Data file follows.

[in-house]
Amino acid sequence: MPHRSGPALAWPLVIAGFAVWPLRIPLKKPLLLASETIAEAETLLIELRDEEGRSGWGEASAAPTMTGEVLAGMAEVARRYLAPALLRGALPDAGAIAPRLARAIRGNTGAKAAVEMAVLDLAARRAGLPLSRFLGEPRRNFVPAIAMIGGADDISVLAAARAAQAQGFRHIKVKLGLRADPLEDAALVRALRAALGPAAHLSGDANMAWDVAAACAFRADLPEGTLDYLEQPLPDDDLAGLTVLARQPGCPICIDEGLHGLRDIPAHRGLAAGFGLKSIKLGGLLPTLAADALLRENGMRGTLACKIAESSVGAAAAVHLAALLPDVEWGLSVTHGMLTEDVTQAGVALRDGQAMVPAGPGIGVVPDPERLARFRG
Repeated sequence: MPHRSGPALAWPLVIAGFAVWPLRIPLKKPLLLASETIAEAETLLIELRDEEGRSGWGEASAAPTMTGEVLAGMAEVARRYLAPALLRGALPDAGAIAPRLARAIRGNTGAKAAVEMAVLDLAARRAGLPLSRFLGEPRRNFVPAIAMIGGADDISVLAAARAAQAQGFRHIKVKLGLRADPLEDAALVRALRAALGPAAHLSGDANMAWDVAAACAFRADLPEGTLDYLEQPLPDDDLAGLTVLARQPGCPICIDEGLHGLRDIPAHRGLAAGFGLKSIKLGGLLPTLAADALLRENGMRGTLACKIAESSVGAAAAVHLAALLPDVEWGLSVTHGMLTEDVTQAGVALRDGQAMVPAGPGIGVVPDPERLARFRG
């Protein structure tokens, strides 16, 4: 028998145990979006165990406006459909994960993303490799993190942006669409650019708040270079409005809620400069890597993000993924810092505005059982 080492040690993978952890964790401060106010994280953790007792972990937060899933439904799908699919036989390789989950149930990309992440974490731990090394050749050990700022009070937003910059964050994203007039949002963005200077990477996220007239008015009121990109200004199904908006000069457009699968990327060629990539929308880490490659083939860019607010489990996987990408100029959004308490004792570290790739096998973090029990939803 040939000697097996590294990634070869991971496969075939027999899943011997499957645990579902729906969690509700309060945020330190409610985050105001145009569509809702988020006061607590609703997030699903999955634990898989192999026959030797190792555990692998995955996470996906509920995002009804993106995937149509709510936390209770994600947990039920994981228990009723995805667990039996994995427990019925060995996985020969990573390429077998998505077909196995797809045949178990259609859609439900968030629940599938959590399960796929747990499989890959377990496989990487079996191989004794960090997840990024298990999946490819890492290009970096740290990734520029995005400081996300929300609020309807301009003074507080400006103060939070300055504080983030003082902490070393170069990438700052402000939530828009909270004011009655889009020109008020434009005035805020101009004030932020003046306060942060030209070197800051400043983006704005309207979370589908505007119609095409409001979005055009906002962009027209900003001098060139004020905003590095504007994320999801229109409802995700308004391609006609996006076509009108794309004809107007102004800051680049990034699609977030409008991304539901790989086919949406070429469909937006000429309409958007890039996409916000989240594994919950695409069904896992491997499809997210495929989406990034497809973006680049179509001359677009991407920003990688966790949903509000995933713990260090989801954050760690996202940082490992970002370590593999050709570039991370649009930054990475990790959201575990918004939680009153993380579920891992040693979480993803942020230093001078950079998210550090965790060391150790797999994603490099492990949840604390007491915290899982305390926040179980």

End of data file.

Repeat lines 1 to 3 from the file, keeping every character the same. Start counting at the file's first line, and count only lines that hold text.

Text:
[in-house]
Amino acid sequence: MPHRSGPALAWPLVIAGFAVWPLRIPLKKPLLLASETIAEAETLLIELRDEEGRSGWGEASAAPTMTGEVLAGMAEVARRYLAPALLRGALPDAGAIAPRLARAIRGNTGAKAAVEMAVLDLAARRAGLPLSRFLGEPRRNFVPAIAMIGGADDISVLAAARAAQAQGFRHIKVKLGLRADPLEDAALVRALRAALGPAAHLSGDANMAWDVAAACAFRADLPEGTLDYLEQPLPDDDLAGLTVLARQPGCPICIDEGLHGLRDIPAHRGLAAGFGLKSIKLGGLLPTLAADALLRENGMRGTLACKIAESSVGAAAAVHLAALLPDVEWGLSVTHGMLTEDVTQAGVALRDGQAMVPAGPGIGVVPDPERLARFRG
Repeated sequence: MPHRSGPALAWPLVIAGFAVWPLRIPLKKPLLLASETIAEAETLLIELRDEEGRSGWGEASAAPTMTGEVLAGMAEVARRYLAPALLRGALPDAGAIAPRLARAIRGNTGAKAAVEMAVLDLAARRAGLPLSRFLGEPRRNFVPAIAMIGGADDISVLAAARAAQAQGFRHIKVKLGLRADPLEDAALVRALRAALGPAAHLSGDANMAWDVAAACAFRADLPEGTLDYLEQPLPDDDLAGLTVLARQPGCPICIDEGLHGLRDIPAHRGLAAGFGLKSIKLGGLLPTLAADALLRENGMRGTLACKIAESSVGAAAAVHLAALLPDVEWGLSVTHGMLTEDVTQAGVALRDGQAMVPAGPGIGVVPDPERLARFRG